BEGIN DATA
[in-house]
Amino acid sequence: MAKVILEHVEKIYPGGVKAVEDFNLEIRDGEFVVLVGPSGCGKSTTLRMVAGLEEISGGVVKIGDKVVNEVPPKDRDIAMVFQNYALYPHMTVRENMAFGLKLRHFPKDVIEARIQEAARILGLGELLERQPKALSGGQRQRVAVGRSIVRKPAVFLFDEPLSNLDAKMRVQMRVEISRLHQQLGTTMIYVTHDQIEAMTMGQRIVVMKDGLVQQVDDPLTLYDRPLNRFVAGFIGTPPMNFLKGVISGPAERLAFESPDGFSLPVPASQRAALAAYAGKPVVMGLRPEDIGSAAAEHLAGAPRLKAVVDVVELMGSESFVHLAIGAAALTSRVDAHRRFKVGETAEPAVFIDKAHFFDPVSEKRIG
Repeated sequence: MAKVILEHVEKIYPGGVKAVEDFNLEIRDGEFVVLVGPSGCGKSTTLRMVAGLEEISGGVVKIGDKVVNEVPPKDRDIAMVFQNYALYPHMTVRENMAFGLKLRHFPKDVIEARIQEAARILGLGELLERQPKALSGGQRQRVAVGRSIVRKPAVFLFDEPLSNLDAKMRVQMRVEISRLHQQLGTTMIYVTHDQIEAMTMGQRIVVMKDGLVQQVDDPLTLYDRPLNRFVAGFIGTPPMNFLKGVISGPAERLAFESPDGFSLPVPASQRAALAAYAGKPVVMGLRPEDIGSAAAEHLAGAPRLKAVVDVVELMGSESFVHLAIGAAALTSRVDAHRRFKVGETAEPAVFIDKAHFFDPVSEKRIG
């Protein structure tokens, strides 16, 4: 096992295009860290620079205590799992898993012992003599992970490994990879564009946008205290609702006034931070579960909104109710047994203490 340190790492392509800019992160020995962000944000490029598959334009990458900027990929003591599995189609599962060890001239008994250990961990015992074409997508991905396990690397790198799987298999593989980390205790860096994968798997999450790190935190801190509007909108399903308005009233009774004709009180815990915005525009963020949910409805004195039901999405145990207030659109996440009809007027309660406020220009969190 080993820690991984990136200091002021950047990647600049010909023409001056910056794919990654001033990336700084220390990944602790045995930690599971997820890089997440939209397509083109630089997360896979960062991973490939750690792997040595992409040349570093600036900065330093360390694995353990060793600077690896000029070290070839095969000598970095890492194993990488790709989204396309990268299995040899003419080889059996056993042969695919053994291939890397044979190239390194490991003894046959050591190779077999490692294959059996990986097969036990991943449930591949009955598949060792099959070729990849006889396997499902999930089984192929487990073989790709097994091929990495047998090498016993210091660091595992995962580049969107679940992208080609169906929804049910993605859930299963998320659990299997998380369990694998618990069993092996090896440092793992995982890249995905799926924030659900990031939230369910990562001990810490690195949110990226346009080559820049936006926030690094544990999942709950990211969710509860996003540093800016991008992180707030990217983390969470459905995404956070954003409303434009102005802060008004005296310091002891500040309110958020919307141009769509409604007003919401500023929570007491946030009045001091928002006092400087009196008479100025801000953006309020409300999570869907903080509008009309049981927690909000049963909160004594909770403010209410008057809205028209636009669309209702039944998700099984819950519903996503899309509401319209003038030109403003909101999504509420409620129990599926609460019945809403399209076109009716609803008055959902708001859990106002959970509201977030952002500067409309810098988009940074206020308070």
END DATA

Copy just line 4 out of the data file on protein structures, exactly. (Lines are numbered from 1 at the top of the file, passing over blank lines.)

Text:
């Protein structure tokens, strides 16, 4: 096992295009860290620079205590799992898993012992003599992970490994990879564009946008205290609702006034931070579960909104109710047994203490 340190790492392509800019992160020995962000944000490029598959334009990458900027990929003591599995189609599962060890001239008994250990961990015992074409997508991905396990690397790198799987298999593989980390205790860096994968798997999450790190935190801190509007909108399903308005009233009774004709009180815990915005525009963020949910409805004195039901999405145990207030659109996440009809007027309660406020220009969190 080993820690991984990136200091002021950047990647600049010909023409001056910056794919990654001033990336700084220390990944602790045995930690599971997820890089997440939209397509083109630089997360896979960062991973490939750690792997040595992409040349570093600036900065330093360390694995353990060793600077690896000029070290070839095969000598970095890492194993990488790709989204396309990268299995040899003419080889059996056993042969695919053994291939890397044979190239390194490991003894046959050591190779077999490692294959059996990986097969036990991943449930591949009955598949060792099959070729990849006889396997499902999930089984192929487990073989790709097994091929990495047998090498016993210091660091595992995962580049969107679940992208080609169906929804049910993605859930299963998320659990299997998380369990694998618990069993092996090896440092793992995982890249995905799926924030659900990031939230369910990562001990810490690195949110990226346009080559820049936006926030690094544990999942709950990211969710509860996003540093800016991008992180707030990217983390969470459905995404956070954003409303434009102005802060008004005296310091002891500040309110958020919307141009769509409604007003919401500023929570007491946030009045001091928002006092400087009196008479100025801000953006309020409300999570869907903080509008009309049981927690909000049963909160004594909770403010209410008057809205028209636009669309209702039944998700099984819950519903996503899309509401319209003038030109403003909101999504509420409620129990599926609460019945809403399209076109009716609803008055959902708001859990106002959970509201977030952002500067409309810098988009940074206020308070």